Greater Clay Recovery advisors and case managers are also notifying people of the need to appeal a FEMA decision when FEMA has turned down assistance. One type of issue has been identified already where FEMA may have denied funds for bridge construction because the owner of a house (primary dwelling) has worked out other routes to gain access to the house with the bridge down. If the house owner does not have access through his or her property the decision should be appealed to inform FEMA of the limitation on access through other peoples property.
Additionally, organizations such as churches, voluntary groups, and businesses who wish to join Greater Clay Recovery are encouraged to do so. This way many groups can join together and spread the word of the resources and opportunities. Greater Clay Recovery can focus on new ways to develop and build Clay County into a place even better than when the flood waters came.
Greater Clay Recovery also thanks all of the churches, voluntary associations and organizations, businesses and individuals who have unceasingly labored for months to help direct individuals to address the living needs, damage and reconstruction of persons hurt and vulnerable as a result of the June floods.
The current members of the Greater Clay Long-Term Recovery Committee are:
Church of the Nazarene, Dille, WV
Catholic Charities WV
WV Rivers Coalition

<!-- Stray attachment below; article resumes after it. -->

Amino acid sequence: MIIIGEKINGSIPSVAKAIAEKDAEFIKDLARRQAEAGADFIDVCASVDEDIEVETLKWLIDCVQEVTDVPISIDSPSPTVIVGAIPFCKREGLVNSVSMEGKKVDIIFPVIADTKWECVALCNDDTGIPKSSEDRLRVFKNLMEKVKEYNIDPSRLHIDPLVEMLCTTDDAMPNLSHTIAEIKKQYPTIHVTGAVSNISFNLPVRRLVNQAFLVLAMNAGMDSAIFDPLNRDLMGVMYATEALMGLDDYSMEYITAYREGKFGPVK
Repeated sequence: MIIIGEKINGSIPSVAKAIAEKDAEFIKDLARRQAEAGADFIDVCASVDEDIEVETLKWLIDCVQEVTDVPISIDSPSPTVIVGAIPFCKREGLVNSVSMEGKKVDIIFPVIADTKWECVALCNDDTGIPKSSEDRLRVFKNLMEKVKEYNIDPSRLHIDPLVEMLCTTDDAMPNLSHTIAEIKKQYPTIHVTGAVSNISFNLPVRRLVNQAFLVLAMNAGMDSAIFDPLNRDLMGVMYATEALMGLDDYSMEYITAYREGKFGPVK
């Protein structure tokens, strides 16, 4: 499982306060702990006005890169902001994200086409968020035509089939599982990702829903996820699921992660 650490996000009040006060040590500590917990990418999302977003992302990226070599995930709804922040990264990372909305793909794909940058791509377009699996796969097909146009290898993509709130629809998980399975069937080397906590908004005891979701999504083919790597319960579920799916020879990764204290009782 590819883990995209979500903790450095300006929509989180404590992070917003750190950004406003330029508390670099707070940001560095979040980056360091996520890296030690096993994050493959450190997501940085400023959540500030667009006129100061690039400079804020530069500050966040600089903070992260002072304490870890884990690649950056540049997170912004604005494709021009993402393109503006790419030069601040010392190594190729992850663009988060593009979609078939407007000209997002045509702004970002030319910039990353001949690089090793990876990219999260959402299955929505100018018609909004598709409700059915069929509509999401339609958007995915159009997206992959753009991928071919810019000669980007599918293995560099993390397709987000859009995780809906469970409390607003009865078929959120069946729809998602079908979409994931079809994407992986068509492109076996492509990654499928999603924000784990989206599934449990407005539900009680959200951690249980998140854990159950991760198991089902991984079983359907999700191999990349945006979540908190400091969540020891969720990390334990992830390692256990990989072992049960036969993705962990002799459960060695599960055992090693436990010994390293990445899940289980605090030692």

Risen Lord Catholic Church
Advantage Care Distribution
Clay Lions Club
Horner Fork Missionary Baptist Church
First Baptist Church, Clay, WV
Episcopal Diocese of WV, Charleston, WV
United Way of Central WV, Charleston, WV
Save The Children
United Church of Christ
American Red Cross
Clarksburg Mission/Celebrate Recovery
Governor Earl Ray Tomblin has reminded West Virginians affected by the June 2016 flooding that the deadline to register flood-related damages with the Federal Emergency Management Agency (FEMA) is Wednesday, September 7.
Eligible residents must live in one of the federal disaster-declared counties: Clay, Fayette, Greenbrier, Jackson, Kanawha, Lincoln, Monroe, Nicholas, Pocahontas, Roane, Summers and Webster.
To register with FEMA, call 800-621-3362 or visit www.DisasterAssistance.gov.
FEMA grants may cover expenses including housing assistance for rentals, repairs or direct temporary housing; disaster-related medical or child care assistance; and, legal services for insurance claims, home repairs or legal papers lost in the flooding. For qualifying households, FEMA may cover losses insurance does not.
September 7 also is the deadline for applications for the U.S. Small Business Administration (SBA) low-interest disaster loans, which support small businesses, renters, homeowners and private non-profits for losses not covered by insurance or other federal aid. To apply for a low-interest disaster loan, applicants must first register with FEMA.
CLAY COUNTY, W.Va. — Nearly eight weeks after the June flood, many Clay County residents remain in only the initial stages of flood recovery.
“Two months later, people are thinking, ‘Well, things must be back to normal,’ and they simply aren’t,” reported Angie Rosser, executive director of the West Virginia Rivers Coalition and a member of the Greater Clay Long-Term Recovery Committee, on Tuesday.
The Greater Clay Long-Term Recovery Committee is one of several such committees setting up to operate for years, if necessary, in West Virginia’s flood zone which includes parts of central and southeastern West Virginia. Read the full story at WVMetroNews.